In brief - Communications continue to attract privilege because expert formed own conclusions

The Supreme Court has held in a recent decision that a claim for privilege in respect of communications between a party's legal advisors and an expert retained by the party, and draft reports prepared by the expert, was not waived by service of the expert's report.

Bank applies for access to documents produced on subpoena

In Traderight (NSW) Pty Ltd (ACN 108 880 968) & Ors v Bank of Queensland Limited (ACN 009 656 740) (No 14) and 13 related matters [2013] NSWSC 211, the Bank of Queensland applied for access to a number of documents produced by an expert in response to a subpoena served on her by the bank. The expert had prepared the report on instructions from the OMB parties (OMB).

Privilege claimed over draft reports and documents recording communications

OMB claimed client legal privilege in respect of:

  • draft reports of the expert containing comments, requests or advice made by the OMB legal advisors and communicated to the expert
  • draft reports of the expert created for the dominant purpose or with the expectation that those draft reports would be provided to the OMB legal advisors for the purpose of those advisors considering or providing comment or advice
  • documents recording communications between the expert and the OMB legal advisors

Was it inconsistent to rely on expert's report while maintaining claim for privilege?

The issue before the Court was whether, pursuant to section 122 of the Evidence Act, it would be inconsistent for OMB to rely on the expert's report and at the same time maintain a claim for privilege.

Justice Ball set out the history of section 122 and noted that the meaning of "inconsistency" is informed by considerations of fairness between the conduct of the client and maintenance of the confidentiality.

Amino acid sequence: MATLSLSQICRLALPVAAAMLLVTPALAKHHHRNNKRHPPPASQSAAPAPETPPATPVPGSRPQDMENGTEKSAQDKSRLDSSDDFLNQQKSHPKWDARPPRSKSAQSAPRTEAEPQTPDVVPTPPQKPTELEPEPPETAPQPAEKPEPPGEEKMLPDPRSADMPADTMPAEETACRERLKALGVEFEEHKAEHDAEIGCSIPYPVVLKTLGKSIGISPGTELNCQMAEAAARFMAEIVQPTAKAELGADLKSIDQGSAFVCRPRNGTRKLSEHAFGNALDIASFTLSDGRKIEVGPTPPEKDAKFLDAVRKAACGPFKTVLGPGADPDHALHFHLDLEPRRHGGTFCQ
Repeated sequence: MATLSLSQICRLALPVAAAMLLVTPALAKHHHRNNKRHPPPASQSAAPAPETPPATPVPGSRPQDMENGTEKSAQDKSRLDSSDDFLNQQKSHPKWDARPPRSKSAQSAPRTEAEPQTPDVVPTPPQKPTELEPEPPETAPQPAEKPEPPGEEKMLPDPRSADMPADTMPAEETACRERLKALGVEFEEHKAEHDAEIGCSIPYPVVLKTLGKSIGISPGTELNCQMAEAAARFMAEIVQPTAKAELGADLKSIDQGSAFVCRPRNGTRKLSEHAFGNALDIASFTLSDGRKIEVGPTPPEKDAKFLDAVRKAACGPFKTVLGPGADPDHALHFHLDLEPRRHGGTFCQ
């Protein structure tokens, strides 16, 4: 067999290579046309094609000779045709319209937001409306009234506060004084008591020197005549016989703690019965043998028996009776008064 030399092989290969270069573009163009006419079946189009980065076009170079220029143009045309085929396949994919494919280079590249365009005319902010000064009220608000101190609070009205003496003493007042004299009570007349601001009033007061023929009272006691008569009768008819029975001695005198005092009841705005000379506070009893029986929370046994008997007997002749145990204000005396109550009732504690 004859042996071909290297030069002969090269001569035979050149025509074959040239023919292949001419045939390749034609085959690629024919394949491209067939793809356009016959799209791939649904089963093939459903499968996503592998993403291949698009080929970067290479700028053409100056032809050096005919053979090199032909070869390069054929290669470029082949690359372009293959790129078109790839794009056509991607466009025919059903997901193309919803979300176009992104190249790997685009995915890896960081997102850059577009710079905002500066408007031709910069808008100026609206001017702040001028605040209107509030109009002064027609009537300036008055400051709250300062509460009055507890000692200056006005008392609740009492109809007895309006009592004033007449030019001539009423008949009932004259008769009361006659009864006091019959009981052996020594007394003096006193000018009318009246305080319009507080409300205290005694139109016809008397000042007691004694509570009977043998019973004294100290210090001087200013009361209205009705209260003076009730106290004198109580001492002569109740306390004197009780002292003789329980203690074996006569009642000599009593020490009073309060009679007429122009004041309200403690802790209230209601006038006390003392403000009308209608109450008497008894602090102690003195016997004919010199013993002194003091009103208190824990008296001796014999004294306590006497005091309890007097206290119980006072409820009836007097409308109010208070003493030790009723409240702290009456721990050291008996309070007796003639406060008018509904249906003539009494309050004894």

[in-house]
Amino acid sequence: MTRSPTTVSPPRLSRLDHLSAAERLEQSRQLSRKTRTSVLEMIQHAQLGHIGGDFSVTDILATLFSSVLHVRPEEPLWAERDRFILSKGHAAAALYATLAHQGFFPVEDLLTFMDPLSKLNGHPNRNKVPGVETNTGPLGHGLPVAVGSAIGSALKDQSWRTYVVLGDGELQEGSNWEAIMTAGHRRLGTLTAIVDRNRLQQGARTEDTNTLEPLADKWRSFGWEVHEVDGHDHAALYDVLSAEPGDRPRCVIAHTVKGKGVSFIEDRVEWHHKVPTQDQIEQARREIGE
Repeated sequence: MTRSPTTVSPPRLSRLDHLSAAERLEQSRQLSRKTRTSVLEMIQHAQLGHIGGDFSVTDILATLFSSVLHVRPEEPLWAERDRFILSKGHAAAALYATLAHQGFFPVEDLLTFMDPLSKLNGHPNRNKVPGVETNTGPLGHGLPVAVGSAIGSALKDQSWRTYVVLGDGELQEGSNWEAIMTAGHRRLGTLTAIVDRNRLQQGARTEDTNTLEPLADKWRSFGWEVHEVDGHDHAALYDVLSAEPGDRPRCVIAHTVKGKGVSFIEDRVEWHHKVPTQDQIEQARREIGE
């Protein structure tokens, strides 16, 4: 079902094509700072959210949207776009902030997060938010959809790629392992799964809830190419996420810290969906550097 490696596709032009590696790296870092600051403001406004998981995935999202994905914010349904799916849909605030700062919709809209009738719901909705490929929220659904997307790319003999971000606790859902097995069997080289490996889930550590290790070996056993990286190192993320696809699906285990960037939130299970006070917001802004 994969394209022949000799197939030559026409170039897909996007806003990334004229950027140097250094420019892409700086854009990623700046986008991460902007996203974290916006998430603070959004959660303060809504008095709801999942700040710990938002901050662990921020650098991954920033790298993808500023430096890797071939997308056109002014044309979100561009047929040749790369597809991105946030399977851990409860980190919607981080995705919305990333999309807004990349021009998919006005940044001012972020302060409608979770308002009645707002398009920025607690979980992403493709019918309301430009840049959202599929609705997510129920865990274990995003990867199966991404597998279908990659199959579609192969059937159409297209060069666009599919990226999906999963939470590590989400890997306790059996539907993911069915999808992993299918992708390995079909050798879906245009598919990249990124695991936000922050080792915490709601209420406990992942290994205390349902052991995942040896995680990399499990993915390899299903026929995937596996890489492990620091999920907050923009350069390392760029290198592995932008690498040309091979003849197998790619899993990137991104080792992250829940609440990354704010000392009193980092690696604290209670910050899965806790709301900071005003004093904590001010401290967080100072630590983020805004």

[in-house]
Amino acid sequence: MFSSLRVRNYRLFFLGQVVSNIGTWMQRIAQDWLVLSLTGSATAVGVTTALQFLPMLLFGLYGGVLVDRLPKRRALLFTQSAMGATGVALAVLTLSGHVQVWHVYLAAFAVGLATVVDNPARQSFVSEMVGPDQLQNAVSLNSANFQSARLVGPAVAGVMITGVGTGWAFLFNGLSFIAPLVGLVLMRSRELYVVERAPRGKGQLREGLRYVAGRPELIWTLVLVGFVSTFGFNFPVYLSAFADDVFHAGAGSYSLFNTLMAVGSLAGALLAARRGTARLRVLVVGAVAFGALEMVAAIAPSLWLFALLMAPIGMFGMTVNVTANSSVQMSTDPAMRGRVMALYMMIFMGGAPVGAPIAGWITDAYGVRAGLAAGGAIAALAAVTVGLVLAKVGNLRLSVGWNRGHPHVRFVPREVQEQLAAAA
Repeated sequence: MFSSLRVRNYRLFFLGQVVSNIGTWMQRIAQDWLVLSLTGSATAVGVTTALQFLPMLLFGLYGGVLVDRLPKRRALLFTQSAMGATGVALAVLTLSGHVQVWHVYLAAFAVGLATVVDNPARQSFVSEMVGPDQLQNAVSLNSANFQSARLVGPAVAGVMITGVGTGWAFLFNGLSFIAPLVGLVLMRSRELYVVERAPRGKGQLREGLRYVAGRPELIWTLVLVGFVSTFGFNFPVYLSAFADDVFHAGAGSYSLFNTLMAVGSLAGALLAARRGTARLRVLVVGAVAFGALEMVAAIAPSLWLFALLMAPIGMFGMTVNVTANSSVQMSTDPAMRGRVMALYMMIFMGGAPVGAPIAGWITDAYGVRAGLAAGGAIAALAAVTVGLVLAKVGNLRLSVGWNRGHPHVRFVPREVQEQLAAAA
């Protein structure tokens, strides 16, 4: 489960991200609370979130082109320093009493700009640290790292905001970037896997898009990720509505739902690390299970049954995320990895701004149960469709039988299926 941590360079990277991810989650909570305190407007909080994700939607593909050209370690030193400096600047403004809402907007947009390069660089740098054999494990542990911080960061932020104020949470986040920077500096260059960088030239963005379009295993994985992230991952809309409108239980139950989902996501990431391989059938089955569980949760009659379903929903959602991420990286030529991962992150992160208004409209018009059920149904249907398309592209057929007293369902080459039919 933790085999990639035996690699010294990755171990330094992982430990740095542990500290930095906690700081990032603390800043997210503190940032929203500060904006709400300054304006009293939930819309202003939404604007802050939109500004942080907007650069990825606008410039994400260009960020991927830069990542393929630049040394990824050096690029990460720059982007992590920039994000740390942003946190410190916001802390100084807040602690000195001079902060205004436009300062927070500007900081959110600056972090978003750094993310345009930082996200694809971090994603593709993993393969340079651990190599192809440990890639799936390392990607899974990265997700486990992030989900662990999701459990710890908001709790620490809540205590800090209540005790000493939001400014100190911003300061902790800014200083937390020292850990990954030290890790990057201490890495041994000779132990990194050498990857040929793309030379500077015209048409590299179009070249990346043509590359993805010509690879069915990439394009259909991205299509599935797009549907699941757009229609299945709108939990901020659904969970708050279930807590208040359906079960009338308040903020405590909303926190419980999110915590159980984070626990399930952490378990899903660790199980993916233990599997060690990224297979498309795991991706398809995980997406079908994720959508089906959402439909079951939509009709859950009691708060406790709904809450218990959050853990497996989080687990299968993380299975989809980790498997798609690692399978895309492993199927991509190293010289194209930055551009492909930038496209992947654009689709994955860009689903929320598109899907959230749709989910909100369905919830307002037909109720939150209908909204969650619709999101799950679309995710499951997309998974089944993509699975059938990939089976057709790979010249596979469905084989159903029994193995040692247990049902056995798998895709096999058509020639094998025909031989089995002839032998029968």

His Honour observed that the fact that legal advisors have communicated with an expert and provided comments on drafts of a report does not mean the expert has not reached her own conclusions or relied on material that has not been disclosed in the report. In fact, it is of general assistance to the court when parties' legal advisors help experts to narrow the issues and present their opinions in an admissible and understandable form.

OMB held to be entitled to maintain claim for privilege

The court held that the privileged materials had not influenced the content of the expert's report in such a way that the service of the report was inconsistent with maintaining the privilege in those materials. Accordingly, OMB was entitled to maintain its claim for privilege.

Legal advisors should ensure that their input does not influence expert's conclusions

Relying on Justice Ball's reasoning, it will be important for legal advisors briefing an expert and wanting to maintain privilege over their communications, to ensure that the assistance and commentary provided does not influence the expert's conclusions. It is permissible for the legal advisors to test the expert's findings by raising factual or hypothetical issues which may cause the expert to alter their conclusions.

As long as the expert continues to form his or her own conclusions, all working drafts and communications passing between the expert and the legal advisors will continue to attract privilege.

This is commentary published by Colin Biggers & Paisley for general information purposes only. This should not be relied on as specific advice. You should seek your own legal and other advice for any question, or for any specific situation or proposal, before making any final decision. The content also is subject to change. A person listed may not be admitted as a lawyer in all States and Territories. © Colin Biggers & Paisley, Australia 2024.

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